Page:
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In Pursuit of Fresher, Safer Foods and Drugs

Soon, RFID-monitoring perishables in transit and storage will be the new normal.
By Jennifer Zaino
Jan 11, 2015

For more than 10 years, RFID vendors, logistics providers, research organizations, and food and pharmaceutical firms have been developing and piloting the use of RFID to monitor perishable goods in the cold chain. The stakes were high and the challenges formidable. The goal was to track the temperature of perishables in real time during transit, to control exposure to excessive heat or cold and enable companies to be proactive should an incident occur.

Temperature fluctuations of just a few degrees can lead to spoiled goods and thousands of dollars in damages. But early RFID sensor tags suffered from temperature and time-keeping inaccuracies, and when those issues were addressed, tag costs remained high. And, like companies in other industries, food and pharmaceutical firms were reluctant to embrace an emerging technology.

Photo: iStockphoto | RFID Journal
Today, RFID has a bright future in the cold chain. RFID sensor technology has matured, early adopters in the food and pharmaceutical sectors have proved the business case, and government regulations are propelling adoption.

According to a 2013 Frost & Sullivan study of RFID in the global cold-chain market, from 2014 through 2020 the technology will grow an estimated 25 percent in food supply-chain management. This area constitutes almost 80 percent of the total RFID cold-chain market, says Nandini Bhattacharya, a Frost & Sullivan senior research analyst. Growth has been triggered by key regulations such as the U.S. Food and Drug Administration's Food Safety Modernization Act (FSMA) for traceability and similar European Union mandates designed to facilitate recalls, as well as the FDA's Hazard Analysis & Critical Control Points (HACCP) requirements that food handlers develop strategies to internally manage food-safety processes, she says.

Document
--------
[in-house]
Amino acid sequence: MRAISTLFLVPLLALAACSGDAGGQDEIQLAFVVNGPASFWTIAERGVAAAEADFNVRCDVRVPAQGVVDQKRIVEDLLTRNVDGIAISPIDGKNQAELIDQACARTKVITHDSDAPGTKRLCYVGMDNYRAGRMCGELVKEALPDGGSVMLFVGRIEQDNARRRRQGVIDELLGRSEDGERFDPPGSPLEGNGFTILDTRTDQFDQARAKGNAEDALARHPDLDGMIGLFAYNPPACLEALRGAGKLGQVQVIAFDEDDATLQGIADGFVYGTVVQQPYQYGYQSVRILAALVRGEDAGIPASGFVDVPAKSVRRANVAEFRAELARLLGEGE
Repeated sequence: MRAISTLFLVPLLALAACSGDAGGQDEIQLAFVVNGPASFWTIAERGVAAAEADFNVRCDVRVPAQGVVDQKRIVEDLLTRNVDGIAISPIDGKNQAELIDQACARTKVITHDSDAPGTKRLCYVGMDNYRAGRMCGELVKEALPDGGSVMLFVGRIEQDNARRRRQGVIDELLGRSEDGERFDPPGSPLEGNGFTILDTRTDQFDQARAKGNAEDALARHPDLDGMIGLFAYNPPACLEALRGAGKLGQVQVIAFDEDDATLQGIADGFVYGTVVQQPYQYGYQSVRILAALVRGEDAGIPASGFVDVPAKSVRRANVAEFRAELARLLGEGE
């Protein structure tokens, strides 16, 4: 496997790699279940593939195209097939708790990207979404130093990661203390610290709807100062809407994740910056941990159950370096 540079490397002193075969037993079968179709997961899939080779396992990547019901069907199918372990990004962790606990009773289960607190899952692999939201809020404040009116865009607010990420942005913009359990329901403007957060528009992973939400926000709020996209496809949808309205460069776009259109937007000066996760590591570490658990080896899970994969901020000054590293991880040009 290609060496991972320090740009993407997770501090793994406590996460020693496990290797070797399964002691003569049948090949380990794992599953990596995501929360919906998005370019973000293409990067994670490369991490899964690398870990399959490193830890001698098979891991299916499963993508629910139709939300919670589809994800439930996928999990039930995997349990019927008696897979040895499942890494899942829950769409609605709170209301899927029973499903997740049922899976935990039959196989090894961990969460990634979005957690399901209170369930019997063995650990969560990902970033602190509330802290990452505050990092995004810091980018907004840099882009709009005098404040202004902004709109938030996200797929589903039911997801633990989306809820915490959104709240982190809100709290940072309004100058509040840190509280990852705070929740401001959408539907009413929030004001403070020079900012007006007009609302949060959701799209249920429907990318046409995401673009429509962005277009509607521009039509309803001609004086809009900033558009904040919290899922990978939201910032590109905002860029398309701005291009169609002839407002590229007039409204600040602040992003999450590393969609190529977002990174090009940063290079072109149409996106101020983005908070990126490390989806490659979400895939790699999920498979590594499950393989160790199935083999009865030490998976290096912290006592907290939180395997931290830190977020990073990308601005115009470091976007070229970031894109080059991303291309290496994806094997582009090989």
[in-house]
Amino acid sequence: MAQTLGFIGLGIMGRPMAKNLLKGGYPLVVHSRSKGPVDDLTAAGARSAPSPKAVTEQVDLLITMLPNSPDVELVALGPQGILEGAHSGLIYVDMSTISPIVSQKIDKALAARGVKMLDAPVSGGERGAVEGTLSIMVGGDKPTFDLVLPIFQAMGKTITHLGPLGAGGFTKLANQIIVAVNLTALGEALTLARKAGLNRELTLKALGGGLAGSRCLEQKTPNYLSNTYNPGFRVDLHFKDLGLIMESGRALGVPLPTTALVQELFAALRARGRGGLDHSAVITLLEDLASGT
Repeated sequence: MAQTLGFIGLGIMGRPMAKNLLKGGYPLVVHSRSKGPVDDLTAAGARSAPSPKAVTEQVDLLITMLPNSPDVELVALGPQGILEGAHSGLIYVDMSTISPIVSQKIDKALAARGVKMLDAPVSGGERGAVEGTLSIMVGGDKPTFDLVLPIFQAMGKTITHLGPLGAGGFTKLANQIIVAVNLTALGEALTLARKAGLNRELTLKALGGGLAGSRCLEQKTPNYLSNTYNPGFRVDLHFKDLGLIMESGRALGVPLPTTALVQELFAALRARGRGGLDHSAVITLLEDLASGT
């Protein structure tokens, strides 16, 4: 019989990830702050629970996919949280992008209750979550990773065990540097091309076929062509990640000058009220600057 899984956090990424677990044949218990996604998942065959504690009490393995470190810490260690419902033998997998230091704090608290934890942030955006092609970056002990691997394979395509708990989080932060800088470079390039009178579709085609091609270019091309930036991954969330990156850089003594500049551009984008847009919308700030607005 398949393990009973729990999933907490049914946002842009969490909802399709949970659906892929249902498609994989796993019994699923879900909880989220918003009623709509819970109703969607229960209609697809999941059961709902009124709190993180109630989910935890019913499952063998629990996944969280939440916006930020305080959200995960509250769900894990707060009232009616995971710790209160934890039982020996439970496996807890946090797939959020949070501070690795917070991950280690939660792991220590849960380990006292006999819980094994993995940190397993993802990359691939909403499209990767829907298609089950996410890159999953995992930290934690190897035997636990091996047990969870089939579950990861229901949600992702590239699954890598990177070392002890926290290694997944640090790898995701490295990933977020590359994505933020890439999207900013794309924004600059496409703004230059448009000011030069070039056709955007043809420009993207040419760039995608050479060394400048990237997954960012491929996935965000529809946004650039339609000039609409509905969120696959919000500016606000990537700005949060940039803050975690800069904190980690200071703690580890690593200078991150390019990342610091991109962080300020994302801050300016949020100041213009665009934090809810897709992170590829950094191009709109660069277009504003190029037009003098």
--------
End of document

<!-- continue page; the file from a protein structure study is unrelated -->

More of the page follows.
While the pharmaceutical and biomedical cold chain comprises just 20 percent of the total RFID cold-chain market, Bhattacharya expects it will see a high growth rate of 45 percent to 50 percent by 2020.

Joining the Food Cold Chain
Meeting government regulations is not the only reason RFID is heating up in the food cold chain. Monitoring perishable foods is smart business. Logistics providers want to improve service for their clients, and retailers want to reduce waste and retain customers.

That's why, in 2013, Hy-Vee, a chain of 236 supermarkets in the Midwest, and its wholly owned subsidiary Perishable Distributors of Iowa (PDI), began RFID-tracking shipments of fresh meat, seafood and dairy from its suppliers to its distribution centers. And that's why Hy-Vee also began tracking the temperature of perishables from PDI DCs to Hy-Vee retail stores.

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